US Secretary of State John Kerry arrived in the region

Posted by on Jun 23, 2014 | Leave a Comment

US Secretary of State John Kerry arrived in the region Sunday to push for a new Iraqi government, as Sunni insurgents expanded their advance to Iraq’s west and captured a key border post with Syria.

Meanwhile, residents in cities under rebel control for more than a week reported life returning to normal, with water and electricity restored in some places and markets reopening.

In their latest battlefield victories insurgents led by the Islamic State of Iraq and Syria (ISIS) captured the towns of Rawah, Anah and Qaim in Anbar province, after marching on major cities that have included Tikrit and Mosul, Iraq’s second-largest, in less than a fortnight.

The town of Qaim, with its border crossing to Syria, is a major prize for the militants, whose aim is to create an Islamic state on territories straddling Iraq and Syria.

In Fallujah, an important city in Anbar which the government of Prime Minister Nouri al-Maliki had been shelling and bombing for months to flush out fighters of the al-Qaeda breakaway, ISIS, residents said the militants had not harmed anyone, following earlier reports of mass atrocities and killings in cities they have captured in lightning advances.

The Iraqi military largely buckled under the rebel onslaught, deserting in large numbers. Maliki, struggling for his political life and teetering as Iraq threatens to split into Shiite, Sunni and Kurdish regions, has appealed for help from the United States, which so far has not committed to much more than sending in military advisors.

But at the same time, Nasir al-Saeedi, a senior cleric loyal to firebrand Shiite leader Muqtada al-Sadr, said the Americans were not welcome, saying “we will be ready for you if you come back.” Sadr’s Mahdi Army fought US forces during the US occupation that ended in 2011.

Kerry arrived in Cairo reportedly to push for a new, non-sectarian Iraqi government, and to urge Arab states to crack down on funding for jihadi groups.

As Maliki and Iraq’s highest Shiite authorities called on militias to rise up and confront the Sunni rebels who have vowed to march on Baghdad and overthrow the government, Um Hassan, a 45-year old elementary schoolteacher in Fallujah, said that the militants had freed the city’s Sunnis from “tyranny.”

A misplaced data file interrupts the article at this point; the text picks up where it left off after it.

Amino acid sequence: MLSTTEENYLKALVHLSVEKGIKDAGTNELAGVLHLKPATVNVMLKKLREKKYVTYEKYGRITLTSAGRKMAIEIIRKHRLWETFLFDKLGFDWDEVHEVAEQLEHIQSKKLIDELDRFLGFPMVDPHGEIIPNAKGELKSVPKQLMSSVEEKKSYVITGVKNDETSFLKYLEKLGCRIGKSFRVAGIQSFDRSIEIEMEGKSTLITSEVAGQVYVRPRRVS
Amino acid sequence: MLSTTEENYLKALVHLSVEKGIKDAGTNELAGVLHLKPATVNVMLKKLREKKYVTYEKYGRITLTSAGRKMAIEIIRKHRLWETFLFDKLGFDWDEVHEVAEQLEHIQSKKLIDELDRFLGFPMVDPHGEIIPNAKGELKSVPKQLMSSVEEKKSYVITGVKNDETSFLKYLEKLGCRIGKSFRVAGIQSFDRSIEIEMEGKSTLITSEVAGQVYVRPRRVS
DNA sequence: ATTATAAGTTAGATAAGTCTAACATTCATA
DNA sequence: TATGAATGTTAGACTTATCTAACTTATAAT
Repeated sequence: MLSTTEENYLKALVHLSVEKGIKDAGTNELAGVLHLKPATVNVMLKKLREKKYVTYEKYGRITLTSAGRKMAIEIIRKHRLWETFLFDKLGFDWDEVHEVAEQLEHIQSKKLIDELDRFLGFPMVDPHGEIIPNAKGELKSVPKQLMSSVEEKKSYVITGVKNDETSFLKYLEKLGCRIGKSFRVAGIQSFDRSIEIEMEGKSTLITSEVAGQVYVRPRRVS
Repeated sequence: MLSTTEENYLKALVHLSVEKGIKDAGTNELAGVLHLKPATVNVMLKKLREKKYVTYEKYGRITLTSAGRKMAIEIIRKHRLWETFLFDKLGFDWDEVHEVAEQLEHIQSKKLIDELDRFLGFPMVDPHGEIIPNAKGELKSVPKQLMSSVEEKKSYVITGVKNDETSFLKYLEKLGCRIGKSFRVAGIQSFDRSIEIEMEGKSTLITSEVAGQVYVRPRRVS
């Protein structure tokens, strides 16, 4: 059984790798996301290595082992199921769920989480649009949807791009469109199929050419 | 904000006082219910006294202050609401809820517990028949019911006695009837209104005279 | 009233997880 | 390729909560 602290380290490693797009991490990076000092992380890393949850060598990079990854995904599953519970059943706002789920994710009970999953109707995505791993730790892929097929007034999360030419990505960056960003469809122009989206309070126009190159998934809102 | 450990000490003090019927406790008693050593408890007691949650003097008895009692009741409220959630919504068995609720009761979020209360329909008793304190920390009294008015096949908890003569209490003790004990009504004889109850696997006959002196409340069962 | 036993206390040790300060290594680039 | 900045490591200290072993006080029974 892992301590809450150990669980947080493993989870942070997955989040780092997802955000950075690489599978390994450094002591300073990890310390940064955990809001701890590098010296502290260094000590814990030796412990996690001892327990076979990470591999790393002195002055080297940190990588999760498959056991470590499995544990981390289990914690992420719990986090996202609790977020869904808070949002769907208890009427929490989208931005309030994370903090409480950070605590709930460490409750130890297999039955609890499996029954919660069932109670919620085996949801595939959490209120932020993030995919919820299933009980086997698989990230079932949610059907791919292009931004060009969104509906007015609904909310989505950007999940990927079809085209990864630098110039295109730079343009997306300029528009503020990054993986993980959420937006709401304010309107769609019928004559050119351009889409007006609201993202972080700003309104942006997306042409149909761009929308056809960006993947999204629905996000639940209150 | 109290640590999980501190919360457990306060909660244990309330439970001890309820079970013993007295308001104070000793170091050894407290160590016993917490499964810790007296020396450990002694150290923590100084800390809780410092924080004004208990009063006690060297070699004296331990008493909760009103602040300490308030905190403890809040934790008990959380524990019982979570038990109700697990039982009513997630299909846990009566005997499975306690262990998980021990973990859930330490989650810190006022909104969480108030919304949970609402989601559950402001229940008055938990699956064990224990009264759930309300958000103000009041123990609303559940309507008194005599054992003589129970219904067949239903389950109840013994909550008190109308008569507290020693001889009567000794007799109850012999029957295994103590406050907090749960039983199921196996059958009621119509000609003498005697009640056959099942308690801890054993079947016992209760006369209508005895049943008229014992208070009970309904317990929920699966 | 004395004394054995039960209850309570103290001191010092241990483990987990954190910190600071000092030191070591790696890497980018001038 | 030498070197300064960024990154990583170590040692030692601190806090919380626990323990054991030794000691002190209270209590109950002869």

“It has been a week since the militants are in Fallujah, among them fighters who seem to call themselves ISIS. They have not harmed anyone. On the contrary, electricity and water has been restored and markets have been reopened,” she said. “It was Maliki who had imposed tyranny.”

Ahmed Adel, a government employee in Fallujah, said that, “Life in Mosul has returned to normal. Gasoline is abundant, all roads are open, and the concrete blast walls have been removed.”

He added that, “We even hear that the insurgents, whether ISIS or others, gave out salaries at the University of Mosul. There were no reports of citizens killed by the militatns, unlike Maliki’s security forces, who killed and arrested along sectarian lines and sowed fear.

“Maliki forced us to accept ISIS due to his failure to lead the country,” he added. “Maliki and his sectarian army forced people to embrace ISIS because, compared to Maliki, it remains the lesser of two evils.”

The insurgents are an axis of several factions, notably ISIS, Naqshbandis, the Islamic Army, as well as rebel Sunni tribes and loyalists of the ousted Iraqi regime.

“People do not like ISIS, but Maliki’s injustices have led people to turn to anyone who can rescue them,” explained Abdul Razzaq al-Shammari, a spokesman for protesters who staged a year-long sit-in at Ramadi, Anbar’s capital. Maliki sent in forces early this year to clear out the protests, angering Sunni residents and tribal leaders, and sowing the seeds of the current turmoil.

Shammari said that the Ramadi protesters had never accepted ISIS, which he described as only a small part of the armed groups and rebels advancing across Iraq. He said that the insurgents were manly comprised of tribal forces and former army loyalists.

Iraq’s large Sunni populations have been chafing under Maliki’s Shiite-led government, which they accuse of only patronizing the Shiites and neglecting the large minority Sunnis over jobs and basic services. The Sunni ire also has been raised over what they say have been random arrests, with thousands of Sunnis – including women – in the government’s prisons.

Sheikh Fihran al-Sadid, leader of a tribe in Mosul and Salahaddin, said: “We do not deny the existence (of ISIS), but most people have rallied behind the rebel tribes because injustice sometimes pushes you to cooperate with any party. What Maliki has done against Sunnis since he came to power is unimaginable. Therefore the people’s revolution came to restore the dignity of people and to free the innocent from prisons. People would never have rallied around the rebels if it wasn’t for Maliki’s injustices.”




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